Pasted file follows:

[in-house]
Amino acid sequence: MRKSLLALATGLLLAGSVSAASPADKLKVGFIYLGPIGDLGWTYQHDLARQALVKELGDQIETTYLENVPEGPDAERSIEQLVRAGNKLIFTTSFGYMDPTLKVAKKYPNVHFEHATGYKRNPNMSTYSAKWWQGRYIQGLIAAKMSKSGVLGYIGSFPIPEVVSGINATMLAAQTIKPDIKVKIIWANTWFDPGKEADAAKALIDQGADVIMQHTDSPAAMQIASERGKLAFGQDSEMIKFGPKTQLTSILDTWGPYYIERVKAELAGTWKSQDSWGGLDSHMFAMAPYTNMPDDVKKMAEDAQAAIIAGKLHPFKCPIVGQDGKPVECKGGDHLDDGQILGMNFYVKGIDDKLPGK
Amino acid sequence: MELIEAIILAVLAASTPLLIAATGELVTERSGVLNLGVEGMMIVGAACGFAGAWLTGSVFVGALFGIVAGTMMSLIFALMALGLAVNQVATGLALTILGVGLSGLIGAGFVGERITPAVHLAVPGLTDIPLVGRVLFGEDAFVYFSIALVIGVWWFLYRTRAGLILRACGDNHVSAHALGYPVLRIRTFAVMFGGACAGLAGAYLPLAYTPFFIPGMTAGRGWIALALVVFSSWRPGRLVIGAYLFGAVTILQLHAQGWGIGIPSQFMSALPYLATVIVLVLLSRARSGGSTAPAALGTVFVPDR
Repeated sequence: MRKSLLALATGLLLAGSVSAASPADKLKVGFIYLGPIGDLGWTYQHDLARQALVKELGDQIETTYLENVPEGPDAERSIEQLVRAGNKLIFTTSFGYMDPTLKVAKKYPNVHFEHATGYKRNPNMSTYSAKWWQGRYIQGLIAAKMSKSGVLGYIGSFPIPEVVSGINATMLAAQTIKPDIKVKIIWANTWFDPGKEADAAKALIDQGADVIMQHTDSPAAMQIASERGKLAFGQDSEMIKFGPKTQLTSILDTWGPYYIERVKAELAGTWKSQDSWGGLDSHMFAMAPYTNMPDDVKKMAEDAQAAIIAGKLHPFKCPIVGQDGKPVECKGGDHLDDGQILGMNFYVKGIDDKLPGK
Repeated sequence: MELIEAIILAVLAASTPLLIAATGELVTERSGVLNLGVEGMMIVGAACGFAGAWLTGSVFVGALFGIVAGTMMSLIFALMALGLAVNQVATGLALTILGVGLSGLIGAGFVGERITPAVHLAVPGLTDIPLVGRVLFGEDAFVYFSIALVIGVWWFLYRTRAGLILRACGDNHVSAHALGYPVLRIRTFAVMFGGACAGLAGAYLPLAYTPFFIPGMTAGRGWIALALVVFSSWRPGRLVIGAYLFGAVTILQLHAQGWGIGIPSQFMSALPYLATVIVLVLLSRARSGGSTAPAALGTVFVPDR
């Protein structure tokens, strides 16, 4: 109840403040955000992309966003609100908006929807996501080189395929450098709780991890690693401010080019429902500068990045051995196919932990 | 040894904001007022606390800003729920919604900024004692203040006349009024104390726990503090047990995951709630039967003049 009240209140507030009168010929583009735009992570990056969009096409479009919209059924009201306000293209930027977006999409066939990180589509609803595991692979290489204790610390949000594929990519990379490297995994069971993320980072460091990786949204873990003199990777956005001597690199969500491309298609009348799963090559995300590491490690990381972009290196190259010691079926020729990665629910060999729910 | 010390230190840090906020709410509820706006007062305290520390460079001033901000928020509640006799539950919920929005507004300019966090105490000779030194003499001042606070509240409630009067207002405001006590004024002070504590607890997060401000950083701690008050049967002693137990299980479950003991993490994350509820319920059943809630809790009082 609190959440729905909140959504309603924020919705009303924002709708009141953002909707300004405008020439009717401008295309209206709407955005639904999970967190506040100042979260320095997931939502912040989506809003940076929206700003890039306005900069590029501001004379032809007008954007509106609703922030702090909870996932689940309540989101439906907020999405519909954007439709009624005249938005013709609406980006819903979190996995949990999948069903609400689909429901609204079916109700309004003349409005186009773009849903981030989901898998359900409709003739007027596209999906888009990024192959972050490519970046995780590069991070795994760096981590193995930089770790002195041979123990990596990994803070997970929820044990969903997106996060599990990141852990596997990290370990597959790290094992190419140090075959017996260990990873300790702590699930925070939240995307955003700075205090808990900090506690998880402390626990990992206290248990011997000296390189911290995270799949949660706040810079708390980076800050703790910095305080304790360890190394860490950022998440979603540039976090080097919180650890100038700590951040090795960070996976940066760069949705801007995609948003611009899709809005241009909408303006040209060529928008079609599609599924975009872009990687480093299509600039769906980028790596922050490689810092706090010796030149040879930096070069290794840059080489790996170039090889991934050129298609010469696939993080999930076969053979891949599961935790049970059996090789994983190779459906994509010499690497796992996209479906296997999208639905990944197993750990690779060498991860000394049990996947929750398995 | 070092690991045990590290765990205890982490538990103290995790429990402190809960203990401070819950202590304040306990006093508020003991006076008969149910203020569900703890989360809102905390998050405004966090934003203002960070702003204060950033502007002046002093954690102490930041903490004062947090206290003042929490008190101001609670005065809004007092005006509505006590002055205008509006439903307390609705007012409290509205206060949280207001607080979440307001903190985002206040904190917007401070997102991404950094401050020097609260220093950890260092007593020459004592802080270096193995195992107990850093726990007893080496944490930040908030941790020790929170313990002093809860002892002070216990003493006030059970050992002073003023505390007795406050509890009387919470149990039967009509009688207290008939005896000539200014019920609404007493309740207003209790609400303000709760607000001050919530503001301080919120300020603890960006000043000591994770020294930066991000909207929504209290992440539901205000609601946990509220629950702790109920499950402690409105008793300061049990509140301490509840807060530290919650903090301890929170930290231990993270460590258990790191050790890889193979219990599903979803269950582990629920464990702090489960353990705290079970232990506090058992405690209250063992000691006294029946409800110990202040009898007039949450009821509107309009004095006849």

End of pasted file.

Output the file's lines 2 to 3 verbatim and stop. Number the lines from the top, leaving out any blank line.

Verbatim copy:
Amino acid sequence: MRKSLLALATGLLLAGSVSAASPADKLKVGFIYLGPIGDLGWTYQHDLARQALVKELGDQIETTYLENVPEGPDAERSIEQLVRAGNKLIFTTSFGYMDPTLKVAKKYPNVHFEHATGYKRNPNMSTYSAKWWQGRYIQGLIAAKMSKSGVLGYIGSFPIPEVVSGINATMLAAQTIKPDIKVKIIWANTWFDPGKEADAAKALIDQGADVIMQHTDSPAAMQIASERGKLAFGQDSEMIKFGPKTQLTSILDTWGPYYIERVKAELAGTWKSQDSWGGLDSHMFAMAPYTNMPDDVKKMAEDAQAAIIAGKLHPFKCPIVGQDGKPVECKGGDHLDDGQILGMNFYVKGIDDKLPGK
Amino acid sequence: MELIEAIILAVLAASTPLLIAATGELVTERSGVLNLGVEGMMIVGAACGFAGAWLTGSVFVGALFGIVAGTMMSLIFALMALGLAVNQVATGLALTILGVGLSGLIGAGFVGERITPAVHLAVPGLTDIPLVGRVLFGEDAFVYFSIALVIGVWWFLYRTRAGLILRACGDNHVSAHALGYPVLRIRTFAVMFGGACAGLAGAYLPLAYTPFFIPGMTAGRGWIALALVVFSSWRPGRLVIGAYLFGAVTILQLHAQGWGIGIPSQFMSALPYLATVIVLVLLSRARSGGSTAPAALGTVFVPDR